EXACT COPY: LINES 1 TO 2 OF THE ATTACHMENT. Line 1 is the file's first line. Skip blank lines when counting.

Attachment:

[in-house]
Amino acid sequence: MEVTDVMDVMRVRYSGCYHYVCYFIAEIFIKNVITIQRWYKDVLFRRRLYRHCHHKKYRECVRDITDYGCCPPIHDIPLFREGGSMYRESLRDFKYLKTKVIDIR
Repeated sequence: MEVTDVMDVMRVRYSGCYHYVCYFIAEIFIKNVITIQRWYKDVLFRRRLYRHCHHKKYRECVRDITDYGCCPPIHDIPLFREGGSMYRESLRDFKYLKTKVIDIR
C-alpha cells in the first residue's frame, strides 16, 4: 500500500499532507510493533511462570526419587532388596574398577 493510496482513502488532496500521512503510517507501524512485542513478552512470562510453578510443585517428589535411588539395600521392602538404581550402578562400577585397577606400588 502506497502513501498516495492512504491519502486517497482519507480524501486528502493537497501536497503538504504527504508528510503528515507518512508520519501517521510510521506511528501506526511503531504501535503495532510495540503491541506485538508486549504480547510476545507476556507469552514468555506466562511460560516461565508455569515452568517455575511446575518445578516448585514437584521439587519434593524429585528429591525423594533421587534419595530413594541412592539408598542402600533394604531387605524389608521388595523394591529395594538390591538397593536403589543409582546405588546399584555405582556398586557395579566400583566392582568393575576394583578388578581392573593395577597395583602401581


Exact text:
[in-house]
Amino acid sequence: MEVTDVMDVMRVRYSGCYHYVCYFIAEIFIKNVITIQRWYKDVLFRRRLYRHCHHKKYRECVRDITDYGCCPPIHDIPLFREGGSMYRESLRDFKYLKTKVIDIR